Consider a situation in which your neighbor, let’s say, for instance, Alex once struck a man in the head with an iron rod after the latter’s actions left Alex’s car with an irreparable dent. In this case, Alex was charged under Section 326 of the Indian Penal Code after he voluntarily caused grievous injury to the man. Since Alex is aware that he would soon be caught for his actions and doesn’t want to spend time in jail, he searches for a way to obtain a release before being imprisoned. As a response, the idea of anticipatory bail is established.
What is Anticipatory Bail?
A circumstance that will “likely” occur soon is what it means to “anticipate” or “predict.” An anticipatory bail is a decision to free someone on bail (releasing an accused or prisoner) before their actual arrest occurs in cases where the freed person has reasonable grounds to assume that they will likely be detained. Sec 438 (1) of the Criminal Procedure Code sums up the definition clearly “ When any person has reason to believe that he may be arrested on an accusation of having committed a non-bailable offense, he may apply to the High Court or the Court of Session for a direction under this section; and that Court may if it thinks fit, direct that in the event of such arrest, he shall be released on bail.”
Requirement for Anticipatory bail
Therefore the two requirements for being eligible for applying for anticipatory bail are-
- Likelihood of arrest based on the accusation of committing a non-bailable offense
- The application shall be given to the High court or Sessions Court Only
Anticipatory Bail and Non-Bailable Offenses
To truly understand anticipatory bail, it is also necessary to understand what non-bailable offenses are. These are heinous offenses for which the likelihood of obtaining bail is extremely slim given the heinousness of the offense, and it is largely up to the court’s discretion whether or not to grant bail. Non-bailable offenses examples include:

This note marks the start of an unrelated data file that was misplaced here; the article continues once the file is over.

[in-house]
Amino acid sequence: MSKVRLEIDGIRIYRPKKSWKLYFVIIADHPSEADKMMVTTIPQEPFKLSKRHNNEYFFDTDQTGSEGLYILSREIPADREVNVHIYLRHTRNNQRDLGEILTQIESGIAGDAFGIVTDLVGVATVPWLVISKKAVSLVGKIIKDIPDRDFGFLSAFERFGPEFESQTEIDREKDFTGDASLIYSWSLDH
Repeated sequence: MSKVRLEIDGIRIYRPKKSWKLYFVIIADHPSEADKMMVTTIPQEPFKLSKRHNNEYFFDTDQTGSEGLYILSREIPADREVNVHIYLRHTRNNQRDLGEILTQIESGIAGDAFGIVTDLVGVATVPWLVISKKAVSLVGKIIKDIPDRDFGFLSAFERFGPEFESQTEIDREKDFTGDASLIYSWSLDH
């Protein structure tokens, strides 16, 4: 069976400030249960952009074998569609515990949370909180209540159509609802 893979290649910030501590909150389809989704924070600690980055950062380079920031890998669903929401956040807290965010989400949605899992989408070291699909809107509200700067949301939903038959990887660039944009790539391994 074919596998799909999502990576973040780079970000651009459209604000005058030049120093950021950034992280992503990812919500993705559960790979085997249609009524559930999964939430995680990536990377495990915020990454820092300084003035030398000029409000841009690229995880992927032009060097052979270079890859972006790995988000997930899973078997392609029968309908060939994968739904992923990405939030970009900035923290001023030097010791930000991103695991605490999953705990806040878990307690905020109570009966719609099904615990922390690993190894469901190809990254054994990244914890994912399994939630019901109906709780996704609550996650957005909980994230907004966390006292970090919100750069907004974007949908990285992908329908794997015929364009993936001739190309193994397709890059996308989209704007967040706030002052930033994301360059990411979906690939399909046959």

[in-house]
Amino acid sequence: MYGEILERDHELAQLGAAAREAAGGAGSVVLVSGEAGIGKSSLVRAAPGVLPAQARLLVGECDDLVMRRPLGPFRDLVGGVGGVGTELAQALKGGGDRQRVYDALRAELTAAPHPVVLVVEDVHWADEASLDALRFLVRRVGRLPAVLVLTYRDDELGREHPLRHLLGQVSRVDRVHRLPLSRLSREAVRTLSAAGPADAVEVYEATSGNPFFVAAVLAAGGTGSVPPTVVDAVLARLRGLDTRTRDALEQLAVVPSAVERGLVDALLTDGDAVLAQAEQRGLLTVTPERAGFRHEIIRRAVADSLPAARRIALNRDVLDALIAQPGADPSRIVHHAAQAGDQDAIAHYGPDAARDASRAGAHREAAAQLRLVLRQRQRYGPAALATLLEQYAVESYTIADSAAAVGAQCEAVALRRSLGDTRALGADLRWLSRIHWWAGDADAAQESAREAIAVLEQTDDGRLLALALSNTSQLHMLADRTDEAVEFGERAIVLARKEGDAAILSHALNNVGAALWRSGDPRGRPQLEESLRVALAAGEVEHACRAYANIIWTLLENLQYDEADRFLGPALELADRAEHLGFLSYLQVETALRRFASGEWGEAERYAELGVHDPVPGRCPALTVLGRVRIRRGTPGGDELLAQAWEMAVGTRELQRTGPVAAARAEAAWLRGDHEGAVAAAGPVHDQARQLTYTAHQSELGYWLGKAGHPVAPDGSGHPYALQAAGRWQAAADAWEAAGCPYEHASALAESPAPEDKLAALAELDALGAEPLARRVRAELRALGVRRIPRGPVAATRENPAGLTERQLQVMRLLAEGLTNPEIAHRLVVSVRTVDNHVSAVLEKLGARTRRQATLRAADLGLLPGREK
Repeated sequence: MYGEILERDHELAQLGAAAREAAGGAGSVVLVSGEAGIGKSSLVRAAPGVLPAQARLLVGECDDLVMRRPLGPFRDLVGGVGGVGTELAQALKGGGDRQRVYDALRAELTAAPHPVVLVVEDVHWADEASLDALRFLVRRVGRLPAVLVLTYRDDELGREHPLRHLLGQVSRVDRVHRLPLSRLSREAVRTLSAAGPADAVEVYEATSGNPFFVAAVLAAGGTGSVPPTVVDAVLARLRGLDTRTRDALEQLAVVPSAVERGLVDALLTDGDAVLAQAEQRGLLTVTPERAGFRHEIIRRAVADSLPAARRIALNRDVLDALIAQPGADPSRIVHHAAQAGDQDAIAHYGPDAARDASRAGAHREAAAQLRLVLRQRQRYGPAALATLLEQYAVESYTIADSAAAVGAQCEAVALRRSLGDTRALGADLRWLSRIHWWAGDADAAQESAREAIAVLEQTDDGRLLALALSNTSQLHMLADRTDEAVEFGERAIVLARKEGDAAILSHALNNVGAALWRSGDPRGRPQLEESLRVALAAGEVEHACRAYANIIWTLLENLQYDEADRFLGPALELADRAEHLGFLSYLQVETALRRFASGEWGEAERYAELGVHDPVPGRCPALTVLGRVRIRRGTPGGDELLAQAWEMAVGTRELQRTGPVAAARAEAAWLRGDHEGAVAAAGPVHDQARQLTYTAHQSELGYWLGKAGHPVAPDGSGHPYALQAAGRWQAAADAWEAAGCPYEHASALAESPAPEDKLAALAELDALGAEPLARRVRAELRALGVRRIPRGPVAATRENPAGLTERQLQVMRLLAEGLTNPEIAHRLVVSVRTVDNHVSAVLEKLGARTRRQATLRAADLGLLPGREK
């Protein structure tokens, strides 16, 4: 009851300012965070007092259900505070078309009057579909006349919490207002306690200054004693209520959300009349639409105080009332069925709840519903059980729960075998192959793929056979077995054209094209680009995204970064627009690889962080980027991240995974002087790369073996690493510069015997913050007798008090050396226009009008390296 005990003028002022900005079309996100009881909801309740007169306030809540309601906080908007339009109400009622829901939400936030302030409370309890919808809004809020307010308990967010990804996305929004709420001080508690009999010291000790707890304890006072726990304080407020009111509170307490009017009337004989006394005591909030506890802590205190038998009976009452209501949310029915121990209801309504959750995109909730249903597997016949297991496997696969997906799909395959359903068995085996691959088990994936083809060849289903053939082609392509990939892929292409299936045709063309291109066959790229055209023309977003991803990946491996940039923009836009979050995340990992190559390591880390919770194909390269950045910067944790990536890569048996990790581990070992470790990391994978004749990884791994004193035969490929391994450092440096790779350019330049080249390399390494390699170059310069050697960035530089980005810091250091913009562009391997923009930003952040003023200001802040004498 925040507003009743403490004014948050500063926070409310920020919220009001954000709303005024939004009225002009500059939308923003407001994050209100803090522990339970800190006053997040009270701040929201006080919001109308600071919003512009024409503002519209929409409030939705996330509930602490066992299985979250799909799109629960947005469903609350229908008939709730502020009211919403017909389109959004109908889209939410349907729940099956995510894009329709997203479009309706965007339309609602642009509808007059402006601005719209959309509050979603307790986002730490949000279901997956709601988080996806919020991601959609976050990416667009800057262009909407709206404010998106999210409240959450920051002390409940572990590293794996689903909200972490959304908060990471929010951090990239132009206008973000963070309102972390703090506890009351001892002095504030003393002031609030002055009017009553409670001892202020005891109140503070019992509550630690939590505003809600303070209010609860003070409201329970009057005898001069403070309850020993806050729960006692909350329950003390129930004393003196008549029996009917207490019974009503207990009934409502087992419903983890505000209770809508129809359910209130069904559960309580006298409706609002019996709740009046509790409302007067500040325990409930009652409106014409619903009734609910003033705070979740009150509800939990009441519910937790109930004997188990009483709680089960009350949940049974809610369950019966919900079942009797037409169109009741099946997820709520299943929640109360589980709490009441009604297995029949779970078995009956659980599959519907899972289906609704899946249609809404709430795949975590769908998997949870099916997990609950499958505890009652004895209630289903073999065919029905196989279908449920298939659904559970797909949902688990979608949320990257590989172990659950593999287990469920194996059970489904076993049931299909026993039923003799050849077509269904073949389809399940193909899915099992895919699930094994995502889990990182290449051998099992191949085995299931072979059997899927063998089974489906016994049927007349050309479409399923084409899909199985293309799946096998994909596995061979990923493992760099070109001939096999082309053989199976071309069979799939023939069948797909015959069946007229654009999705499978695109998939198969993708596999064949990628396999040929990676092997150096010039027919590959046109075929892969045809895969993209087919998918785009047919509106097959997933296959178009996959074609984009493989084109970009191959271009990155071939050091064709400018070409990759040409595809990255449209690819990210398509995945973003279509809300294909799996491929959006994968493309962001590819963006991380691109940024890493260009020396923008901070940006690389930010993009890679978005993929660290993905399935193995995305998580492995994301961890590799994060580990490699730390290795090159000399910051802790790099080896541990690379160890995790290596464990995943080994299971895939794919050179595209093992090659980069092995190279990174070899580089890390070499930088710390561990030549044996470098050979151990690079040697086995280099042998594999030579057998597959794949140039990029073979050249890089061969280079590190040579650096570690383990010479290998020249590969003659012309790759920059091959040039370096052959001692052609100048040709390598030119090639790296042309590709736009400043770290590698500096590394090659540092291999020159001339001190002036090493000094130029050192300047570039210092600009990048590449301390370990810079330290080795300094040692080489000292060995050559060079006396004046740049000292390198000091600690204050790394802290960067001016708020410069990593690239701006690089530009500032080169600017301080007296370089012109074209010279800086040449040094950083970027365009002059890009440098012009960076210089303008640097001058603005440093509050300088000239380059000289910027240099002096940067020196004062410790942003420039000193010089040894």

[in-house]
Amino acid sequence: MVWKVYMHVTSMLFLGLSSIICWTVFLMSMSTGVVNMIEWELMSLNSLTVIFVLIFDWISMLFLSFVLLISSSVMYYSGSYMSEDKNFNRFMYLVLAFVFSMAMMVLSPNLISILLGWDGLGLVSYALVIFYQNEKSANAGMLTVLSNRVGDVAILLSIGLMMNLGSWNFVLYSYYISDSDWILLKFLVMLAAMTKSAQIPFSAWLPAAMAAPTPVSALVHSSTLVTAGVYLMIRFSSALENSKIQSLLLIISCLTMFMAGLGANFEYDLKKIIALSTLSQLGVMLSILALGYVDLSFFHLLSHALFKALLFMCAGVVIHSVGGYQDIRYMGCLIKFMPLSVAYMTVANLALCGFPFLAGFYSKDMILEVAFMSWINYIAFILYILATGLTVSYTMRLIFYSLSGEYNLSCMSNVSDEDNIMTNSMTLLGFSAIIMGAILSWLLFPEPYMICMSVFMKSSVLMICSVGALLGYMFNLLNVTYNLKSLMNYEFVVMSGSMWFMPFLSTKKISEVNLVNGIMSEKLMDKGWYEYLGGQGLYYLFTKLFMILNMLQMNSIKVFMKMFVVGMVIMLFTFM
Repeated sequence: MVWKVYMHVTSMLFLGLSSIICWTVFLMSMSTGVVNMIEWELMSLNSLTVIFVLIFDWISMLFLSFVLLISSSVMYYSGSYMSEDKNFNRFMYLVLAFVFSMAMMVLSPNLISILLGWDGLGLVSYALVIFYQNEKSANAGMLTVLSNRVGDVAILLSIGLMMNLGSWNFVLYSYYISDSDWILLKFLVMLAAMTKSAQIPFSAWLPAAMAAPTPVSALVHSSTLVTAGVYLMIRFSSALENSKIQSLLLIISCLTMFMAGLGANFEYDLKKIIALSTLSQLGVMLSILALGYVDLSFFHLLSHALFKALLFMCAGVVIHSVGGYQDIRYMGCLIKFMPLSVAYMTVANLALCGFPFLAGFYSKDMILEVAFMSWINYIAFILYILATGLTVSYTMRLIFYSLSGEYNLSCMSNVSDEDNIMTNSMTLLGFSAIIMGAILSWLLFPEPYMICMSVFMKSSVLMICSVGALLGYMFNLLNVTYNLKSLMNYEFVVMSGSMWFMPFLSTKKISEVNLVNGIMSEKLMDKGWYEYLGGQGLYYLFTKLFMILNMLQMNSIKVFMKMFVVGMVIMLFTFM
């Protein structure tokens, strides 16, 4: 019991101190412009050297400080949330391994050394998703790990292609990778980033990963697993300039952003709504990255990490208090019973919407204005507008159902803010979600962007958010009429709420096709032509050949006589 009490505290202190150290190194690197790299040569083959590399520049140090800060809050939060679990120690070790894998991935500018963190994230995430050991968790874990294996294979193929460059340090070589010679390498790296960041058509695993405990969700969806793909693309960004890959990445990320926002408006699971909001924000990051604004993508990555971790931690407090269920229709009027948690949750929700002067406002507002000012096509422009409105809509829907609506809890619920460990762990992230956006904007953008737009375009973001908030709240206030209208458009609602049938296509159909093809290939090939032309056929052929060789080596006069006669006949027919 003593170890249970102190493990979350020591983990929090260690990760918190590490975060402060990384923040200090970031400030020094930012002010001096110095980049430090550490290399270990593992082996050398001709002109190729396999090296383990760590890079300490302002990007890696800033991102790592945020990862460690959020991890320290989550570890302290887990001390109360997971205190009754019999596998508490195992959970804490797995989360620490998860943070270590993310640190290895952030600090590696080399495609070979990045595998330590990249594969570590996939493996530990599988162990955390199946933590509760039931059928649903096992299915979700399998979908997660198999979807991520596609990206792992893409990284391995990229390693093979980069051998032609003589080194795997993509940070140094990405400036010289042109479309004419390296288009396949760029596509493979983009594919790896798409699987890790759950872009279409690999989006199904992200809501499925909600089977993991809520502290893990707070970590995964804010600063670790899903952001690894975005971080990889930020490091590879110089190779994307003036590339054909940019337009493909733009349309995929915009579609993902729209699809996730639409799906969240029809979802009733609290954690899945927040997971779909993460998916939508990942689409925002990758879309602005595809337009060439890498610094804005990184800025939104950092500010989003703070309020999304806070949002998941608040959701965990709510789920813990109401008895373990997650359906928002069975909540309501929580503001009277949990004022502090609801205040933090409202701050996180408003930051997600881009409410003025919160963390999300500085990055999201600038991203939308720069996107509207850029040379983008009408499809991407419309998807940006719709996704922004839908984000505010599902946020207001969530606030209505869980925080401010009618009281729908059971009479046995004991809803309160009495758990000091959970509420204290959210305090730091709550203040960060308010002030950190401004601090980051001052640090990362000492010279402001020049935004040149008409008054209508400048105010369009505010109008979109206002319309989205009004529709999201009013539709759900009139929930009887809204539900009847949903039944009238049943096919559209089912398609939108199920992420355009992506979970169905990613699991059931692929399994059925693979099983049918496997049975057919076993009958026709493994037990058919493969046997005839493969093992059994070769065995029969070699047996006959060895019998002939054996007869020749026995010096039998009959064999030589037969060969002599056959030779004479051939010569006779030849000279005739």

- Murder ( Sec 302 IPC)
- Rape ( Sec 376 )
- Attempt to murder ( Sec 307)
- Voluntarily causing grievous hurt ( Sec 326 ) and;
- Kidnapping ( Sec 363 )
A person is only eligible for anticipatory bail once a First Information Report (FIR) has been filed against them, which allows them to display the court’s bail order when they are about to be arrested on a warrant and escape police custody.
Conditions while Granting Anticipatory Bail
Following Section 438, the High Court or Sessions Court may impose conditions on anticipatory bail that they feel appropriate and that must be adhered to by the individual seeking relief. The circumstances are summarized below:
- The said person shall be available at all times for police interrogation whenever required
- The said person neither directly/indirectly makes any kind of threat nor promise to a third person who knows the fact of the case to discourage them to release the facts to the Court/police officer.
- The said person is not permitted to leave the Indian continent unless he has obtained prior permission from the Court.
Finally, an anticipatory bail lasts for the time duration of 30 days, i.e. six weeks, the duration of which can be extended by the court’s discretion keeping in mind the facts and circumstances of the case.